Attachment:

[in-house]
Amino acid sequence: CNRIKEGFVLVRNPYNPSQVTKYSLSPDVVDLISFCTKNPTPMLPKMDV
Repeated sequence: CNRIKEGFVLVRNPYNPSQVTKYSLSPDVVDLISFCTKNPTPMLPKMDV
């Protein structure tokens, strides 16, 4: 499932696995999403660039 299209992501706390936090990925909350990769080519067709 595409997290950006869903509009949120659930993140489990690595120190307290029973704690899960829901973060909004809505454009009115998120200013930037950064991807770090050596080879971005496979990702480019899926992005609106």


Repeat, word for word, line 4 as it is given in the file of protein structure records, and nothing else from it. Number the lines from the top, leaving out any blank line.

């Protein structure tokens, strides 16, 4: 499932696995999403660039 299209992501706390936090990925909350990769080519067709 595409997290950006869903509009949120659930993140489990690595120190307290029973704690899960829901973060909004809505454009009115998120200013930037950064991807770090050596080879971005496979990702480019899926992005609106």